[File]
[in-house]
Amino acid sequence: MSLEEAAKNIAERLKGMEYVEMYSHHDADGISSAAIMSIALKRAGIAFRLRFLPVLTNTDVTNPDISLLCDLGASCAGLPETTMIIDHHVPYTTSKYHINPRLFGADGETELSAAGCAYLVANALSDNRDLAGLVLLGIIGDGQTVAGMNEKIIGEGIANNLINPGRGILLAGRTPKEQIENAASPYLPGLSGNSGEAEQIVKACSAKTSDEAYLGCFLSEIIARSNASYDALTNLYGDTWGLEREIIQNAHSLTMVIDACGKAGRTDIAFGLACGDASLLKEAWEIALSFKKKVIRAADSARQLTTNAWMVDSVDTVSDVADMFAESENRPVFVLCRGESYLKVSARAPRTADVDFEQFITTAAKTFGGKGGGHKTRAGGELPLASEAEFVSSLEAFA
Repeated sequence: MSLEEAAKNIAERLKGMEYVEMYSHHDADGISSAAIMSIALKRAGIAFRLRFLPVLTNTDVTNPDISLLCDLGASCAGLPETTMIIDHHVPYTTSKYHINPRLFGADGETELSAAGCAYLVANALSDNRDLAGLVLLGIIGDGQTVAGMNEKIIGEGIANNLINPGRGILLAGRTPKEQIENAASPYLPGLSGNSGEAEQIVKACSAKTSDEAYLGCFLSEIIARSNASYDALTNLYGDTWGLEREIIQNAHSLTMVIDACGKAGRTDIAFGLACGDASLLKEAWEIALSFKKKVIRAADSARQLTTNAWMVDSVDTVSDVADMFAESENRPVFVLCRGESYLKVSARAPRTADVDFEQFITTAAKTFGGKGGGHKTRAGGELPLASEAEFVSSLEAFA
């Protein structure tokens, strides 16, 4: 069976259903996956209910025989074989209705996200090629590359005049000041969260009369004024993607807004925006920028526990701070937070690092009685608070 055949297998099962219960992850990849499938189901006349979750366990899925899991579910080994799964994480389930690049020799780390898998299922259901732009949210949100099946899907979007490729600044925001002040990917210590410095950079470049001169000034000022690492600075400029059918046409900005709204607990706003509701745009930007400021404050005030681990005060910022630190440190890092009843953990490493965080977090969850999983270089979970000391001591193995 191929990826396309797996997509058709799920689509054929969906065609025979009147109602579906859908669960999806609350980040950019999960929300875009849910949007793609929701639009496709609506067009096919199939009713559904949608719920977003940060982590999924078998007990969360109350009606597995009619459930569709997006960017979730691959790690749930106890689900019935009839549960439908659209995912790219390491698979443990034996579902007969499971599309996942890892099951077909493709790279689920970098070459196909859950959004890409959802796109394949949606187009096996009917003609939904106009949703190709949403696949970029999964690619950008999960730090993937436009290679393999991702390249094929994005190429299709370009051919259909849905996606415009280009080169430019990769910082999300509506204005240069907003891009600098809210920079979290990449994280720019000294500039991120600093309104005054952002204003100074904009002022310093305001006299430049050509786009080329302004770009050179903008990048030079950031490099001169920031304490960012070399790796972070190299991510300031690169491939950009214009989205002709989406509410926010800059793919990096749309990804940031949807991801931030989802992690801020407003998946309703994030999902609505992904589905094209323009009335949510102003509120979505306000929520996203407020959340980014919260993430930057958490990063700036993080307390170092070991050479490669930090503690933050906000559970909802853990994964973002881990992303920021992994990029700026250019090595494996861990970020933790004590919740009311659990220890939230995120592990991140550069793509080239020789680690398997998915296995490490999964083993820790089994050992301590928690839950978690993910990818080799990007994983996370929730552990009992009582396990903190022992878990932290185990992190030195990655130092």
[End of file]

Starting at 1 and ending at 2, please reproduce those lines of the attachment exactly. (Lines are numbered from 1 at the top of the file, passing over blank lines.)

[in-house]
Amino acid sequence: MSLEEAAKNIAERLKGMEYVEMYSHHDADGISSAAIMSIALKRAGIAFRLRFLPVLTNTDVTNPDISLLCDLGASCAGLPETTMIIDHHVPYTTSKYHINPRLFGADGETELSAAGCAYLVANALSDNRDLAGLVLLGIIGDGQTVAGMNEKIIGEGIANNLINPGRGILLAGRTPKEQIENAASPYLPGLSGNSGEAEQIVKACSAKTSDEAYLGCFLSEIIARSNASYDALTNLYGDTWGLEREIIQNAHSLTMVIDACGKAGRTDIAFGLACGDASLLKEAWEIALSFKKKVIRAADSARQLTTNAWMVDSVDTVSDVADMFAESENRPVFVLCRGESYLKVSARAPRTADVDFEQFITTAAKTFGGKGGGHKTRAGGELPLASEAEFVSSLEAFA